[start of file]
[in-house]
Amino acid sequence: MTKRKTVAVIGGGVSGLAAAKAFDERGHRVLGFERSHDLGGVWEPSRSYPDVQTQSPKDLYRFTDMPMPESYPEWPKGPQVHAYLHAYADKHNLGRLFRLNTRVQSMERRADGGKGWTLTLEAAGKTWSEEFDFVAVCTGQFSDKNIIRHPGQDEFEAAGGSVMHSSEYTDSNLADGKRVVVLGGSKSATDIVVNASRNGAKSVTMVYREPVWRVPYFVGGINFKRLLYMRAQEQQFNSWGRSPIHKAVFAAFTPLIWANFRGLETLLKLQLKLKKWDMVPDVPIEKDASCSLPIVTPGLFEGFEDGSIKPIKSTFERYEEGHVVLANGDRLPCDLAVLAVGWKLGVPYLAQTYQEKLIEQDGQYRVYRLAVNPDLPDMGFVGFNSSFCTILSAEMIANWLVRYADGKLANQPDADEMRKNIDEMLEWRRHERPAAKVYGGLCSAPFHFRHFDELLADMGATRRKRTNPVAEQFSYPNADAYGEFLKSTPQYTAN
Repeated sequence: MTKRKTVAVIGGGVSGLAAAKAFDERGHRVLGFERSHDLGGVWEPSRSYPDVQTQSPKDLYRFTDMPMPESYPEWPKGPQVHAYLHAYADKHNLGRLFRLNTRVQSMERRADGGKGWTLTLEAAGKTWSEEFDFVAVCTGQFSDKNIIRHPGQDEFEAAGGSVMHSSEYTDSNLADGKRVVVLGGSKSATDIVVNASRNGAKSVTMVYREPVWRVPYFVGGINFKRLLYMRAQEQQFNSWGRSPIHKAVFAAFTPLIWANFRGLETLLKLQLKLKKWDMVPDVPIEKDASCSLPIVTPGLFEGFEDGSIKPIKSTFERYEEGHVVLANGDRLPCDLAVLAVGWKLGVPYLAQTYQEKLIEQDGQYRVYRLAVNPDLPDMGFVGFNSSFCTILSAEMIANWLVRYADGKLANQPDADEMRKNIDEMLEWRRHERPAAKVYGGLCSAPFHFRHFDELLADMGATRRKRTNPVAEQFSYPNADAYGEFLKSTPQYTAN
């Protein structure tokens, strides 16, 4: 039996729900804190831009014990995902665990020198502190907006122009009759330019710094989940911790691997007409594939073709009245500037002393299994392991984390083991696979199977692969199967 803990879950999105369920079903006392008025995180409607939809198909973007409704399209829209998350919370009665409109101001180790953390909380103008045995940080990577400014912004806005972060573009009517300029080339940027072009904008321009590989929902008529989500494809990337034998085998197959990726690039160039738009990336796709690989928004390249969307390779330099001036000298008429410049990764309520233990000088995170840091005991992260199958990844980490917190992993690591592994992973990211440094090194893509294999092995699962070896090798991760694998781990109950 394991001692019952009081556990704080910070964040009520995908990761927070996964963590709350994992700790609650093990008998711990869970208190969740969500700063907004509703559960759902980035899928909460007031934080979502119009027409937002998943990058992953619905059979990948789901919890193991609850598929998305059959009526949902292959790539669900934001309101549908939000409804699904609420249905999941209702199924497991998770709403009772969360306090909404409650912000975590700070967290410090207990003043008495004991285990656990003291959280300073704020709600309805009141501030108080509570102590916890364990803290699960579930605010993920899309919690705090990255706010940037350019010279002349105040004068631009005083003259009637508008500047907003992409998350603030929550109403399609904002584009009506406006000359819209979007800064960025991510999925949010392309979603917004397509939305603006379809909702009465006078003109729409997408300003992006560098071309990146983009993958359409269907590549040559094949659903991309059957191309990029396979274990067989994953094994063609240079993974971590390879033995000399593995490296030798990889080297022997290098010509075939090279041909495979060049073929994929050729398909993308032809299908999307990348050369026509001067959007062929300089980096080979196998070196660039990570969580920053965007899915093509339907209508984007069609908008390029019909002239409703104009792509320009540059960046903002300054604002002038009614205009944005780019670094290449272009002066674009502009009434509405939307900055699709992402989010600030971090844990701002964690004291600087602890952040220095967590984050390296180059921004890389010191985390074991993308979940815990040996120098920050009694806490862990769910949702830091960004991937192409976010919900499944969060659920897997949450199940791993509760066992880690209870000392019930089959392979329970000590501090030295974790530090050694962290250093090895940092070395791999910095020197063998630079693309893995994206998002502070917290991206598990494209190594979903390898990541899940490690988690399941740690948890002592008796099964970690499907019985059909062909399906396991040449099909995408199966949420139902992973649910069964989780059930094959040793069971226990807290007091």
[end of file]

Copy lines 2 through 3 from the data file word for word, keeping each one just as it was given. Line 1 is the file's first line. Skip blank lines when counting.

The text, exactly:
Amino acid sequence: MTKRKTVAVIGGGVSGLAAAKAFDERGHRVLGFERSHDLGGVWEPSRSYPDVQTQSPKDLYRFTDMPMPESYPEWPKGPQVHAYLHAYADKHNLGRLFRLNTRVQSMERRADGGKGWTLTLEAAGKTWSEEFDFVAVCTGQFSDKNIIRHPGQDEFEAAGGSVMHSSEYTDSNLADGKRVVVLGGSKSATDIVVNASRNGAKSVTMVYREPVWRVPYFVGGINFKRLLYMRAQEQQFNSWGRSPIHKAVFAAFTPLIWANFRGLETLLKLQLKLKKWDMVPDVPIEKDASCSLPIVTPGLFEGFEDGSIKPIKSTFERYEEGHVVLANGDRLPCDLAVLAVGWKLGVPYLAQTYQEKLIEQDGQYRVYRLAVNPDLPDMGFVGFNSSFCTILSAEMIANWLVRYADGKLANQPDADEMRKNIDEMLEWRRHERPAAKVYGGLCSAPFHFRHFDELLADMGATRRKRTNPVAEQFSYPNADAYGEFLKSTPQYTAN
Repeated sequence: MTKRKTVAVIGGGVSGLAAAKAFDERGHRVLGFERSHDLGGVWEPSRSYPDVQTQSPKDLYRFTDMPMPESYPEWPKGPQVHAYLHAYADKHNLGRLFRLNTRVQSMERRADGGKGWTLTLEAAGKTWSEEFDFVAVCTGQFSDKNIIRHPGQDEFEAAGGSVMHSSEYTDSNLADGKRVVVLGGSKSATDIVVNASRNGAKSVTMVYREPVWRVPYFVGGINFKRLLYMRAQEQQFNSWGRSPIHKAVFAAFTPLIWANFRGLETLLKLQLKLKKWDMVPDVPIEKDASCSLPIVTPGLFEGFEDGSIKPIKSTFERYEEGHVVLANGDRLPCDLAVLAVGWKLGVPYLAQTYQEKLIEQDGQYRVYRLAVNPDLPDMGFVGFNSSFCTILSAEMIANWLVRYADGKLANQPDADEMRKNIDEMLEWRRHERPAAKVYGGLCSAPFHFRHFDELLADMGATRRKRTNPVAEQFSYPNADAYGEFLKSTPQYTAN